Also available on Sanderson’s website is a free copy of his forthcoming novel Warbreaker. This is not a polished, finished novel, but the author wanted to make one of his books free under a Creative Commons license and also thought it would be a nice way to allow readers to contribute to the novel. It’s an interesting experiment, and I’ll be curious to see if he will do it again.

At the end of Warbreaker, Sanderson also included excerpts from some of his other books – his award-winning debut novel Elantris, Mistborn: The Final Empire, and his young adult novel Alcatraz: Versus the Evil Librarians. (The first line of Alcatraz cracked me up.)

The Book of JobyThe Book of Joby

The Book of Joby
by Mark J. Ferrari
640pp (Hardcover)
My Rating: 9/10
Amazon Rating: 5/5
LibraryThing Rating: 4/5
Good Reads Rating: 5/5

Now that it is 2008, I have found a book published in 2007 that is above all the others I read last year and would have been on my favorites list if I’d read it before the end of the year. That book is Mark J. Ferrari’s debut novel, The Book of Joby, a modern-day retelling of the biblical story of Job including elements of the King Arthur legends. It is not a part of a series but rather an actual stand-alone novel.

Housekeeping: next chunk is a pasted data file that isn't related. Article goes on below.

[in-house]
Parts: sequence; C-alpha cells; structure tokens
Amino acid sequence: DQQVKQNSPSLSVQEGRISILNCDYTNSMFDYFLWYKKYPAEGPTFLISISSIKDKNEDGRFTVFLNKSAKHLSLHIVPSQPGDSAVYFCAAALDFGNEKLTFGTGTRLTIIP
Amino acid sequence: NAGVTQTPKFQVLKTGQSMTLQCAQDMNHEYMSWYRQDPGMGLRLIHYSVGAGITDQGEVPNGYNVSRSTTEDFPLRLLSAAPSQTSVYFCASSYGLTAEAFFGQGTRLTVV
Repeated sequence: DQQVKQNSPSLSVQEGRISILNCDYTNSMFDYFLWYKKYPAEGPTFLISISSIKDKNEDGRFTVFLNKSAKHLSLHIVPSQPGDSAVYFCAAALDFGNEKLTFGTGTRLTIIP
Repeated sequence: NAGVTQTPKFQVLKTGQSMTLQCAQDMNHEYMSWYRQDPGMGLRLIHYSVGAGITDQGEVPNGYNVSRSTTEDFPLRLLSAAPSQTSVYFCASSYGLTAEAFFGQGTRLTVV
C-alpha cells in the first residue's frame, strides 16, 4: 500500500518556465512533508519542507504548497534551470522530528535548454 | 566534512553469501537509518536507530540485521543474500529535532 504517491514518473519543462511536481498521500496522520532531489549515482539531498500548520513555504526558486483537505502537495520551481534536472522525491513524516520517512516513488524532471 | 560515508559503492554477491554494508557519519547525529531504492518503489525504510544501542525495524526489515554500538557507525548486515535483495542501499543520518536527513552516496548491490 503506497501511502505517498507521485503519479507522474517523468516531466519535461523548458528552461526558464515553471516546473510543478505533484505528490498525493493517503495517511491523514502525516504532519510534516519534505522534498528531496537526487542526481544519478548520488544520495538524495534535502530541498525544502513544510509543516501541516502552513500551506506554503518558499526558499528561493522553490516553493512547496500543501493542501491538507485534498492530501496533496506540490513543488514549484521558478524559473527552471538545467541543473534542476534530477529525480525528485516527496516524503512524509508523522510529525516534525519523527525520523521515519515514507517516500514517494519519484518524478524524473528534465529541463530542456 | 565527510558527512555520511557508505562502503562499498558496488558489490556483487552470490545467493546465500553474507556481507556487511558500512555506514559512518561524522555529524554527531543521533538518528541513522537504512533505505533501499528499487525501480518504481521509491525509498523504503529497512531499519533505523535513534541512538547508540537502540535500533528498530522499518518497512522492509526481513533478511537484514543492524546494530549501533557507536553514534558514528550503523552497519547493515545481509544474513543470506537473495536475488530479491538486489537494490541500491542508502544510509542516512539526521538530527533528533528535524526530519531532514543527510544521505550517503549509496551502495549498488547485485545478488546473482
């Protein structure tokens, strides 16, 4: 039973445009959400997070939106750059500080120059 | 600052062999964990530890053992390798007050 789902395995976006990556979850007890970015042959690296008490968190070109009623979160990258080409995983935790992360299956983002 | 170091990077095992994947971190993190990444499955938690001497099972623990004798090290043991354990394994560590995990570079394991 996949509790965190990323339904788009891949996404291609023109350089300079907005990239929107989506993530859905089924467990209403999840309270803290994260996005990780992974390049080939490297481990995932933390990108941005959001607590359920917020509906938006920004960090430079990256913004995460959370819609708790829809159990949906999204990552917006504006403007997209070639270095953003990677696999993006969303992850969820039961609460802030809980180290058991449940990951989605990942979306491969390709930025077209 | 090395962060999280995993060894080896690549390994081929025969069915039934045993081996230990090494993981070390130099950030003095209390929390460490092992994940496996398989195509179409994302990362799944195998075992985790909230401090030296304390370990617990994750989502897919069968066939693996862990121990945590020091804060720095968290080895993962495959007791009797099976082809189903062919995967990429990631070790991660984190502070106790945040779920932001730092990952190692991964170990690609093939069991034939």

When Lucifer hears that God and the angel Gabriel are sipping lattes in a coffee shop in New England, he drops in on them to make a bet with the Creator. Over the years, the devil has placed “that same stupid bet” with God – that he can make one of his people willingly turn to evil – even though he has only been able to win two previous bets: Eve and Judas Iscariot. This time the stakes are high; if Lucifer is able to corrupt God’s chosen candidate, all of God’s creation will be destroyed and redesigned according to the devil’s instructions.

Nine year old Joby loves to pretend he is a knight from the book on King Arthur given to him by his grandfather. He even forms the Roundtable Club at his school and encourages others in the group to do good deeds and help out the other children. The future appears bright until Joby begins to have problems with school and his parents. Joby’s life only gets worse as he gets older and God is forbidden to help him no matter how much Joby pleads.